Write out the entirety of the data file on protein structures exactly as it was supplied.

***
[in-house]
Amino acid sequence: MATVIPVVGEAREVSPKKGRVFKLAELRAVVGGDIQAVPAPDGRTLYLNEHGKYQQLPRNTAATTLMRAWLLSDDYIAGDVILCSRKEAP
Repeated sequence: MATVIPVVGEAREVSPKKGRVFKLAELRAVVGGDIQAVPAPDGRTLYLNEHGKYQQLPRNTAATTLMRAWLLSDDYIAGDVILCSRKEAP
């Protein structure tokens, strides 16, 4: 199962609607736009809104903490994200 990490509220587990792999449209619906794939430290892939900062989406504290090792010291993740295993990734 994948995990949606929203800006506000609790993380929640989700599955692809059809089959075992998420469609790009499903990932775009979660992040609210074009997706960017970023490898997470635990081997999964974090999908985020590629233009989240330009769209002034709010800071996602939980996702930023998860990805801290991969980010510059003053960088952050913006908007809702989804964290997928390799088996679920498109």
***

[in-house]
Amino acid sequence: MATVIPVVGEAREVSPKKGRVFKLAELRAVVGGDIQAVPAPDGRTLYLNEHGKYQQLPRNTAATTLMRAWLLSDDYIAGDVILCSRKEAP
Repeated sequence: MATVIPVVGEAREVSPKKGRVFKLAELRAVVGGDIQAVPAPDGRTLYLNEHGKYQQLPRNTAATTLMRAWLLSDDYIAGDVILCSRKEAP
């Protein structure tokens, strides 16, 4: 199962609607736009809104903490994200 990490509220587990792999449209619906794939430290892939900062989406504290090792010291993740295993990734 994948995990949606929203800006506000609790993380929640989700599955692809059809089959075992998420469609790009499903990932775009979660992040609210074009997706960017970023490898997470635990081997999964974090999908985020590629233009989240330009769209002034709010800071996602939980996702930023998860990805801290991969980010510059003053960088952050913006908007809702989804964290997928390799088996679920498109």